brain hearing Archives - Cubex
By Rosie Williams
On 01, May 2018 | In Hearing Technology | By Rosie Williams
The leading Danish hearing aid technology developer and manufacturer, Oticon is launching a new HearingFitness™ app later this year which is designed to help Oticon Opn wearer’s understand their “hearing fitness” and how their lifestyle & hearing aid usage could be impacting their overall health and wellbeing.
The new app will be available to wearers of the award-winning Oticon Opn™, the first internet-connected hearing aid which utilises the IFTTT (if-this-then-that) service to seamlessly connect a user to a variety of trigger-based services.
By Rosie Williams
On 07, Dec 2017 | In Hearing Technology | By Rosie Williams
With recent updates to the Oticon Opn hearing aids, the device is now fully rechargeable, fully connected and available on all modern smartphones. This hearing aid which connects to the If-This-Then-That (IFTTT) service has just become the first rechargeable hearing aid with open sound experience and NFMI & 2.4GHZ direct streaming.
By Cubex Concierge
On 29, Aug 2017 | In News | By Cubex Concierge
We are excited to share our recent interview with The Marylebone Journal. Deputy Editor, Viel Richardson caught up with Cubex Audiologist, Jerusha Shulberg to talk about cognitive function and the reasons why it is vital to understand its role in audiology especially when treating hearing loss.
As there is currently no way to completely restore a persons hearing when they experience a sensory neural hearing loss, hearing technology is used as a means to deliver sound to the brain, but sometimes, patients may still find it difficult to navigate their auditory world and to communicate with ease. This is where understanding the cognitive component becomes crucial.
As Cubex Audiologists, we are mindful that in order for us to be able help individuals make positive lifestyle changes we need to build a cognitive reserve, improve hearing and strengthen the ability to communicate.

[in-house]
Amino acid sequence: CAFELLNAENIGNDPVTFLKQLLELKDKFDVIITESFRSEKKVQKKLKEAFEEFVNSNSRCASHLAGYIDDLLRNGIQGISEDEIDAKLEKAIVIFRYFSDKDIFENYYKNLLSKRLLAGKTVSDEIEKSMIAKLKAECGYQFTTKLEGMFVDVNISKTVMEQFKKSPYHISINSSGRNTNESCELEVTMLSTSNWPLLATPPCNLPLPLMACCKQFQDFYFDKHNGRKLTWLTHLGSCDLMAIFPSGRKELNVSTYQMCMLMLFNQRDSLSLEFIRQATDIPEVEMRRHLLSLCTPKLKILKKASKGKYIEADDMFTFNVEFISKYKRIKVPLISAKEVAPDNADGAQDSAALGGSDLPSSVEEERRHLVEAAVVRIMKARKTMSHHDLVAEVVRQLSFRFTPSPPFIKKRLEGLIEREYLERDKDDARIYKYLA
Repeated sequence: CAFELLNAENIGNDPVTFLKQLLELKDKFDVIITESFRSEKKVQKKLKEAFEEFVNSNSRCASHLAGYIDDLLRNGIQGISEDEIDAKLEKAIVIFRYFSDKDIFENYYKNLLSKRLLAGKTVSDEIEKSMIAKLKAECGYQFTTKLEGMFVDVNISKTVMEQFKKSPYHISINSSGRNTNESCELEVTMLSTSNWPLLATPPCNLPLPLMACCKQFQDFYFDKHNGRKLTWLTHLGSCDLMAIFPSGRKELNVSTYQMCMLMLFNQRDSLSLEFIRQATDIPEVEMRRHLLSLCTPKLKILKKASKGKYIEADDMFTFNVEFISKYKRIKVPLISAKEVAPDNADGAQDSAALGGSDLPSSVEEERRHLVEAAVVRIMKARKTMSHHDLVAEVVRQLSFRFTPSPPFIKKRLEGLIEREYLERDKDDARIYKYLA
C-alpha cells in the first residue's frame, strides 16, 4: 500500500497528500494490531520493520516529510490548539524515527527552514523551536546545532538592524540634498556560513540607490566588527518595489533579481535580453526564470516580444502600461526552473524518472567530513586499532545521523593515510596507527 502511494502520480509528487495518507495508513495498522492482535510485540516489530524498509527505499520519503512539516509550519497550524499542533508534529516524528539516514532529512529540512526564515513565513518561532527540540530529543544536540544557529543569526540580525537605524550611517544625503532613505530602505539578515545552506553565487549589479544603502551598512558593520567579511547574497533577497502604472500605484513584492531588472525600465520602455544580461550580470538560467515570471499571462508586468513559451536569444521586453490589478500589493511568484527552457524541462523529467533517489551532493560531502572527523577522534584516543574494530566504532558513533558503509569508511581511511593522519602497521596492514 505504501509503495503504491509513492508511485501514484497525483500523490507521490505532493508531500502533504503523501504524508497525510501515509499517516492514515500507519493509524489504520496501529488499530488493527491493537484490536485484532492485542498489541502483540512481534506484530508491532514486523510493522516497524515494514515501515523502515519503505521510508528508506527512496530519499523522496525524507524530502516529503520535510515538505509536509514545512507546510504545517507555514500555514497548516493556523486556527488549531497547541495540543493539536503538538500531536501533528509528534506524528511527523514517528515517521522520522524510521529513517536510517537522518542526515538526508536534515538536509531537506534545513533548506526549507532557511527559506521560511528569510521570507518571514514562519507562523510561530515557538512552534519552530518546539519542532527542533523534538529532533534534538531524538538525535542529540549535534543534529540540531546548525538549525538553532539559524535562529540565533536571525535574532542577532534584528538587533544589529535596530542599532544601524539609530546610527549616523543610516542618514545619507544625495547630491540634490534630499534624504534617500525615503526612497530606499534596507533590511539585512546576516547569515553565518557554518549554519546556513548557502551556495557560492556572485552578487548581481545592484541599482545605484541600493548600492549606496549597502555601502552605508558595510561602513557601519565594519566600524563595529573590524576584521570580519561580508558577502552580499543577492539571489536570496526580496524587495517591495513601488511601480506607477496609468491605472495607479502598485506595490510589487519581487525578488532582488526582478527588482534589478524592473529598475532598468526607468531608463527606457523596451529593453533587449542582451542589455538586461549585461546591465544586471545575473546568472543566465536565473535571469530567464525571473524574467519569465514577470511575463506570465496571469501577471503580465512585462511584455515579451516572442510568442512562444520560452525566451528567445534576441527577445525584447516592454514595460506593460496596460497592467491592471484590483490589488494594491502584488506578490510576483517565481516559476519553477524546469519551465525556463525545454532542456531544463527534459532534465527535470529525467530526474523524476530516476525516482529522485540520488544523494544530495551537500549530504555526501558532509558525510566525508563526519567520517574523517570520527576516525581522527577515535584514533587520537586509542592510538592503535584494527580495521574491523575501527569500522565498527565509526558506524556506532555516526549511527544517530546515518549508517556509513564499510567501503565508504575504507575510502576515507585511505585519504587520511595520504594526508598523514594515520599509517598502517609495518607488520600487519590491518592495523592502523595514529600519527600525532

It is vital to understand not simply what you are hearing, but also how well you process the complex information our brain receives from our surroundings and so we have developed a relaxed and innovative way to truly understand a persons hearing ability and unique cognitive skill sets. This approach allows us to provide our patients with a real awareness of their current state of living and enables us to provide the best possible support and the greatest improvement in their communication skills.Read the full article >
According to an international study in the Lancet, one in three cases of dementia could be prevented if more people looked after their brain health throughout life.
It is currently estimated that 47 million people are living with Dementia at the moment. By 2050, This number could reach 131 million people globally.
The study explores the lifestyle factors that play a major role in reducing the risk of dementia and examines the benefits of building a “cognitive reserve”, which means strengthening the brain’s networks so it can continue to function in later life despite damage.